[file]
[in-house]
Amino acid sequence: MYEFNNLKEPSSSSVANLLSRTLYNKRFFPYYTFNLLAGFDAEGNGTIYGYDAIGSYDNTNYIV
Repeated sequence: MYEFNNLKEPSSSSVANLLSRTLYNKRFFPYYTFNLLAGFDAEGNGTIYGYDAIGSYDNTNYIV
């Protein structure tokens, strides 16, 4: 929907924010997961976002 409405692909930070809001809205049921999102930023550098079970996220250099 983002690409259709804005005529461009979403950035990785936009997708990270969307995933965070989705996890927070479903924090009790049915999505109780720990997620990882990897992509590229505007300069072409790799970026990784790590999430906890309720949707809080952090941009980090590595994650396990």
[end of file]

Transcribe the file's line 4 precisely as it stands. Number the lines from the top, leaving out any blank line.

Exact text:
């Protein structure tokens, strides 16, 4: 929907924010997961976002 409405692909930070809001809205049921999102930023550098079970996220250099 983002690409259709804005005529461009979403950035990785936009997708990270969307995933965070989705996890927070479903924090009790049915999505109780720990997620990882990897992509590229505007300069072409790799970026990784790590999430906890309720949707809080952090941009980090590595994650396990």